The F.E. Company was the local subsidiary of the U.S. Smelting, Refining and Mining Company.
They ran some of the massive gold dredges in the Interior many years ago.
Gold dredges dredge in artificial lakes, scooping up mineral laden gravel and sifting out the gold with the help of tons of water.
The Historic Fairbanks Exploration Company Gold Camp, listed on the National Register of Historic Places, is about 23.5 miles out of town on the Old Steese Highway. It was built between 1923-25 as the original bunkhouse and dining hall for the men who worked on Chatanika's old Gold Dredge 3. The gold dredge is still there, and so are lots of mining equipment.
It has been estimated that $70 million dollars was removed by the FE Gold Co. there between 1926 and 1957. At that time, the camp was larger than Fairbanks with over 10,000 residents.
The camp facilities have been restored and both lodging and meals are available. Other activities available are aurora watching, close up gold dredge viewing, berry picking, wildlife viewing, outhouse races and the annual winter break-up Harley Ride drawing up to 200 participants in March or April.
In 2010, we received this letter from Donald W. Fisher of Vermont:
After graduating from High School in 1952, I traveled to Fairbanks for employment and was hired by the U.S. Smelting and Refining and Mining Co.
I was sent to the Chatanika Camp and started work as a common laborer. Soon I was transferred to other jobs as well as doing some work on the dredge. I also worked in the large pump house that pumped water from the field.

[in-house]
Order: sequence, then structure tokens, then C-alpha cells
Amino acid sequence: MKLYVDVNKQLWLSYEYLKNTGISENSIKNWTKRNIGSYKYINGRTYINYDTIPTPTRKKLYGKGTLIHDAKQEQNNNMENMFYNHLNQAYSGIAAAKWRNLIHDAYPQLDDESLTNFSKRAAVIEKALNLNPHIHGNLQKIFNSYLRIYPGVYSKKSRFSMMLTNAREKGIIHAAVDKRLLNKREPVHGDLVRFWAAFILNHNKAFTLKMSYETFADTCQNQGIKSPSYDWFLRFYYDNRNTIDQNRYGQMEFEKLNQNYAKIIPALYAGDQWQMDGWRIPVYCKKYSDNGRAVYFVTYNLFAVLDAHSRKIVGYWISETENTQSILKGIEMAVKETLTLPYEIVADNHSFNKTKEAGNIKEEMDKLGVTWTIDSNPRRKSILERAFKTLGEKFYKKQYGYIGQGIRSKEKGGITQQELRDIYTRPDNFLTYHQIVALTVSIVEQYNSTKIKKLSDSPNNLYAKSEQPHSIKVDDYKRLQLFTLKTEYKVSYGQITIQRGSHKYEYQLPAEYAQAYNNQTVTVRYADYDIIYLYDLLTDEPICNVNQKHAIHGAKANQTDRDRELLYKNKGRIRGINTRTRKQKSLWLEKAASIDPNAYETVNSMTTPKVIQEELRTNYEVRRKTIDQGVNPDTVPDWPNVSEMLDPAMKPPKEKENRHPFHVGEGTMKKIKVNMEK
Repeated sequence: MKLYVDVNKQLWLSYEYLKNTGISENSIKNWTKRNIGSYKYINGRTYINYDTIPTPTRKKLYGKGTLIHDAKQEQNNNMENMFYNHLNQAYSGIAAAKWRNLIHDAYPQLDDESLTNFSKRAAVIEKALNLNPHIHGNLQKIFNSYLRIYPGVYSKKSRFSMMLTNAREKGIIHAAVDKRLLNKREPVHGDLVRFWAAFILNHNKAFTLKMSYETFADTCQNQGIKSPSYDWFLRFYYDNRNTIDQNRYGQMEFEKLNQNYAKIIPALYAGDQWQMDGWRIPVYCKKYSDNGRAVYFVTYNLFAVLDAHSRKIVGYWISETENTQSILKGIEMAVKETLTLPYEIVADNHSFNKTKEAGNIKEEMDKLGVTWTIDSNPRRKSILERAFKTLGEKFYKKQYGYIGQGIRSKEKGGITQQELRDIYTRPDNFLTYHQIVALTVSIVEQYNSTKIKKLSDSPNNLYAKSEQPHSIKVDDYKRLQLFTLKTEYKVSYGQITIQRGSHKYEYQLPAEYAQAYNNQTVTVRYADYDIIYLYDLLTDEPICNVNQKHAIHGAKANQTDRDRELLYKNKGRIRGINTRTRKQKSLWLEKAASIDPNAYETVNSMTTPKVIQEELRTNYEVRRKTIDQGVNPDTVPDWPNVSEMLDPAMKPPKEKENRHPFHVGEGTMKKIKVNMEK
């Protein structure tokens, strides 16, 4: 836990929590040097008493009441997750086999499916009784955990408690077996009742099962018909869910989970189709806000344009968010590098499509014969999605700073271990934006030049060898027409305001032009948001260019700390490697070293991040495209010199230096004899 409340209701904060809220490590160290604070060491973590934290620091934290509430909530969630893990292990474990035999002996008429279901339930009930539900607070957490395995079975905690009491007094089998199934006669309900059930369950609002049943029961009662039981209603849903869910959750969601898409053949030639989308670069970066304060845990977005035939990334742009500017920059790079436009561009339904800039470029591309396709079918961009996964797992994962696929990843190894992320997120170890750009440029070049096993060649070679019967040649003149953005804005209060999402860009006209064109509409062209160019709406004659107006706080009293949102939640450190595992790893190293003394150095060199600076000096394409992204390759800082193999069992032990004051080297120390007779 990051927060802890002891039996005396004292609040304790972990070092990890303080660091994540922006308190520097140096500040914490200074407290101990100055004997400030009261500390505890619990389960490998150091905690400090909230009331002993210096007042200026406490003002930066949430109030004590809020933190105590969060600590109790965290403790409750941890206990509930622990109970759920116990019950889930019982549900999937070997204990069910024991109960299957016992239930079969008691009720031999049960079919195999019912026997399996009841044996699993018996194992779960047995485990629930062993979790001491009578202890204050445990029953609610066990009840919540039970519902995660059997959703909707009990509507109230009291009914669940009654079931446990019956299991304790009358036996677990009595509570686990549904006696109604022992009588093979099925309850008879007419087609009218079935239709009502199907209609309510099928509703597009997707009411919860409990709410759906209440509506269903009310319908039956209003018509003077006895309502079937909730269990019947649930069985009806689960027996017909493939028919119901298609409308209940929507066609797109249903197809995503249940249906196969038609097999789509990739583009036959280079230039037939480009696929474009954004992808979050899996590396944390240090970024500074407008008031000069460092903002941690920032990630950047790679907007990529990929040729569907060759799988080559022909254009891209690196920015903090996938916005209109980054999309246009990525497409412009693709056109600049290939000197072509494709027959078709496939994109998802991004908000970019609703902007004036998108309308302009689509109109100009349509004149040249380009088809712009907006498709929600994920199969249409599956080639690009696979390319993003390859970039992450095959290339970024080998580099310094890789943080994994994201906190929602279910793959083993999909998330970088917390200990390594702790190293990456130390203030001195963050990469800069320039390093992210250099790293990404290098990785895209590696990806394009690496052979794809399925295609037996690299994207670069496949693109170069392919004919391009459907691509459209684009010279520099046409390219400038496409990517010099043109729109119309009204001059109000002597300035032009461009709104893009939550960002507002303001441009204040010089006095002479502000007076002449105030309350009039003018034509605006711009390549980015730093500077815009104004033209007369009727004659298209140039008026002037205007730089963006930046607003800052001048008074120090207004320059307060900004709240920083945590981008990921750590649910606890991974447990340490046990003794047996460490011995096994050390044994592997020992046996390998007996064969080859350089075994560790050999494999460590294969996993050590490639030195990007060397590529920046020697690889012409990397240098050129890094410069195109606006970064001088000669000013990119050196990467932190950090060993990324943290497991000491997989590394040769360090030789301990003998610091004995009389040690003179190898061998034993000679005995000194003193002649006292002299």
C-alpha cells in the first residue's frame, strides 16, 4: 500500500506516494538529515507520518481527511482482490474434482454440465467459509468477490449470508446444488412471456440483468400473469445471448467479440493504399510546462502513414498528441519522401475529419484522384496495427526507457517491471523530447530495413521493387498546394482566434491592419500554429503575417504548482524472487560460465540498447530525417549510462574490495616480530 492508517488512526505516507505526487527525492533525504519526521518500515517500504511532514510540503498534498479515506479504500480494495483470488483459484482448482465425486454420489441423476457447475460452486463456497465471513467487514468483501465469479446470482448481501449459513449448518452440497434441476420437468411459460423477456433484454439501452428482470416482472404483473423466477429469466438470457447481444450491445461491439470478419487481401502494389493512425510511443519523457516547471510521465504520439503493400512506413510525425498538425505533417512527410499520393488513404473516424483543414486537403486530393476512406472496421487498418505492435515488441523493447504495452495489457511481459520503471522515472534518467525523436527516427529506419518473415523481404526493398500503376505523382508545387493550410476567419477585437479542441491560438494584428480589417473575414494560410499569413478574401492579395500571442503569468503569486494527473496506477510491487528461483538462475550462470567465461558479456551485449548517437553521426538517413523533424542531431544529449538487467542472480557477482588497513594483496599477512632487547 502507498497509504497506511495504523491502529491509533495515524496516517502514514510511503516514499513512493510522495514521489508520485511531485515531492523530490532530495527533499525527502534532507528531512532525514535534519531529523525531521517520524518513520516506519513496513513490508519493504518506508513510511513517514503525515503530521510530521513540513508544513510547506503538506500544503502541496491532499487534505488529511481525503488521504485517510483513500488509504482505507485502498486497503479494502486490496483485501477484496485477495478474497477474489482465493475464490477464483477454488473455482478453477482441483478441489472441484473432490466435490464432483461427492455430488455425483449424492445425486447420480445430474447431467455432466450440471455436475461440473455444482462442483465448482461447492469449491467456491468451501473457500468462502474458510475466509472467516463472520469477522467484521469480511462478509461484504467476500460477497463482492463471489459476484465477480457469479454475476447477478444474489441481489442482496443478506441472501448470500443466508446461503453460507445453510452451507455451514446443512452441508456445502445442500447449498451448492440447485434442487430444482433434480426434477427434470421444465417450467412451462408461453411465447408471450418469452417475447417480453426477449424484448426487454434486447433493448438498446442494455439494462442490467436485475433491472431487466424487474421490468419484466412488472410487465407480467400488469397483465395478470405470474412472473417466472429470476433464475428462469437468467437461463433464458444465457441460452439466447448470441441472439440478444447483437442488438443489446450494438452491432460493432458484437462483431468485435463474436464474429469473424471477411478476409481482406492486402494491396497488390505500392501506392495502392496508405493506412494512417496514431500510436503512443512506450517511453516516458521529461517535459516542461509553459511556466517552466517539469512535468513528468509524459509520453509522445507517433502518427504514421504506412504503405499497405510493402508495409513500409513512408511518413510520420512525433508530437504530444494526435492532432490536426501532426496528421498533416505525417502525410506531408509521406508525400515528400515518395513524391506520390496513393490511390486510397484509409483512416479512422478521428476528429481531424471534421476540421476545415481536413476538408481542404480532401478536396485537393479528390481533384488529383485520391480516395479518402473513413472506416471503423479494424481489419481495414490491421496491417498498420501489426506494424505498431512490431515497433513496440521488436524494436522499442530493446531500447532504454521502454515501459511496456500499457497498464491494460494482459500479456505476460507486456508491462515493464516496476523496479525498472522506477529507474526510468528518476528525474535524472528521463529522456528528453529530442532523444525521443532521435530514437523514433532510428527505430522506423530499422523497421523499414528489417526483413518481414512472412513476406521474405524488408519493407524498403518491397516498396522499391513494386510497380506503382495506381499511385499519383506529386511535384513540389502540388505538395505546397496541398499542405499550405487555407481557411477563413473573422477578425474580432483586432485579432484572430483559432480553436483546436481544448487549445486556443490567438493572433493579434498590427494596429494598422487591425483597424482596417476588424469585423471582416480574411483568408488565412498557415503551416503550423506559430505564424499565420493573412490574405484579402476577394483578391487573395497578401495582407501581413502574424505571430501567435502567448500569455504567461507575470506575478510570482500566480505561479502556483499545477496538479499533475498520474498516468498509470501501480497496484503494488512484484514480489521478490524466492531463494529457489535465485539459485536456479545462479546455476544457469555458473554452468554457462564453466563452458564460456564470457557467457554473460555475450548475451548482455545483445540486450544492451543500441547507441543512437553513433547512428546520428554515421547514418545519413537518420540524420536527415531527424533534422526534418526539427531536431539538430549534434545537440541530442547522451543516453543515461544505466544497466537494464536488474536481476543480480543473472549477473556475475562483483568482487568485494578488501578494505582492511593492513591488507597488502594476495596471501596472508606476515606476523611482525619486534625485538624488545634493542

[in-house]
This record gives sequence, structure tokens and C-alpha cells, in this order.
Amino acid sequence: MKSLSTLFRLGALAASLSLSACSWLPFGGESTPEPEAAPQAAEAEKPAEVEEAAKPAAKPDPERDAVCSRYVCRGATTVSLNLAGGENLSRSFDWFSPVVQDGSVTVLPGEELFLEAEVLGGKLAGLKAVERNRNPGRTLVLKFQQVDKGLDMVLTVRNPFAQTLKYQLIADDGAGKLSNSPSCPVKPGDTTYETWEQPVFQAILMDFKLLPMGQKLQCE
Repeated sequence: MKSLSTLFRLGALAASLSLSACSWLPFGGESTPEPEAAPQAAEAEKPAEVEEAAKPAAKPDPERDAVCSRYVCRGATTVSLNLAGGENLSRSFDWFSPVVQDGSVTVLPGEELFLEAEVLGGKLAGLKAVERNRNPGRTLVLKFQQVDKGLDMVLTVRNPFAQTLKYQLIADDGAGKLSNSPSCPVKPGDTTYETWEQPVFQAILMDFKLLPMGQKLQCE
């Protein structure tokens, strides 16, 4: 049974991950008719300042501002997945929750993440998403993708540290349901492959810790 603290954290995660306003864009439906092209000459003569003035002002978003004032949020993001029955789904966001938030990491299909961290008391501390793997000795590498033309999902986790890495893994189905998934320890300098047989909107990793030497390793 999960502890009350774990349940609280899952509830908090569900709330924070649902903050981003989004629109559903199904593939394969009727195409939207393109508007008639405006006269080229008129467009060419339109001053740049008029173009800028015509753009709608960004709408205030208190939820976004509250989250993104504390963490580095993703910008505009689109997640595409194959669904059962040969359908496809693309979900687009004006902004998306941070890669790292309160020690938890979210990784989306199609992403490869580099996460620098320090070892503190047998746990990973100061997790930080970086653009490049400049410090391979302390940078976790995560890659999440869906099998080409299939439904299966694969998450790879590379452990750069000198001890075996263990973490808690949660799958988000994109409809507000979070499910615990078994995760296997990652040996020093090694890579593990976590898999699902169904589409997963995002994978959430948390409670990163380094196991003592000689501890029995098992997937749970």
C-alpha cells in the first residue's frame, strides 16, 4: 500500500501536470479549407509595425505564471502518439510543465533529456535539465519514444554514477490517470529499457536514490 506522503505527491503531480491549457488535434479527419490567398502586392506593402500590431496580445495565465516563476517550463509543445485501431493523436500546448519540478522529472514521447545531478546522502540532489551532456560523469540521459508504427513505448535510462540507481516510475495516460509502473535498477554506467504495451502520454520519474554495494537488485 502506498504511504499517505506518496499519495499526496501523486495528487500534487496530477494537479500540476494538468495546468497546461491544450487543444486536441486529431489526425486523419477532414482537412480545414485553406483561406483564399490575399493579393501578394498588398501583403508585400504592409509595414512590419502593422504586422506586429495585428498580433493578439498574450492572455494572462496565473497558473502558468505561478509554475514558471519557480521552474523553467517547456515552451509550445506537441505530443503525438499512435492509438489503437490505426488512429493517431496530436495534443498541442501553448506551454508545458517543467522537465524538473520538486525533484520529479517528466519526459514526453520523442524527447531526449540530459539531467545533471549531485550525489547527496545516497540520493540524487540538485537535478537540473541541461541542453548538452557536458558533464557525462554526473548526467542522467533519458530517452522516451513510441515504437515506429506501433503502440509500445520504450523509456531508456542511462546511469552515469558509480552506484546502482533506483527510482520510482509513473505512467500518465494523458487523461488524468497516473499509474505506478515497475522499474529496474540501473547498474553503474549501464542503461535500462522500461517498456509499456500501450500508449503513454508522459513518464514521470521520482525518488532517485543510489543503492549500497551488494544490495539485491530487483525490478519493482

The hydraulic guns were used for washing the soil down to the pump house and then out of the field. At the time I worked there were approximately 30 to 40 men employed. As well as about 10 Eskimos. Our work week consisted of 10 to 12 hour days, 7 days a week and no time off for anything. As you can see by the attachments I was hired on June 20, 1952 and I was given the number of 10756. I stayed until Fall of that year and the weather was getting cold. Being 18 at the time I had to return to the States as I was of draft age and the Korean War was on.
The Pump House
The F.E. Company needed a way to move the tons of water from the Chena River in Fairbanks to where they were dredging near Cripple Creek. Their chief engineer came up with the idea of building a pump house on the bank of the Chena to house ten huge pumps and generators.
Each pump could pump 6000 gallons of water a minute. They were bolted to cement stanchions which extended 18 feet into the ground. They were run by electricity from the company's main power plant on Illinois Avenue (still standing). The pump house pumped from 1933 till the early 1960's, supplying water for stripping and thawing the overburden at the mining sites, as well as for the dredge ponds. Dredges were also loaded here (unassembled) on barges to be shipped to other areas of Alaska.
The pump house was reincarnated as the Pump House Restaurant and Saloon in 1977-78. The exterior and much of the interior was restored close to its original, complete with some of the equipment left in place inside the building. In 1986 it was added to the National Register of Historic Places in America and received the designation of National Historic District.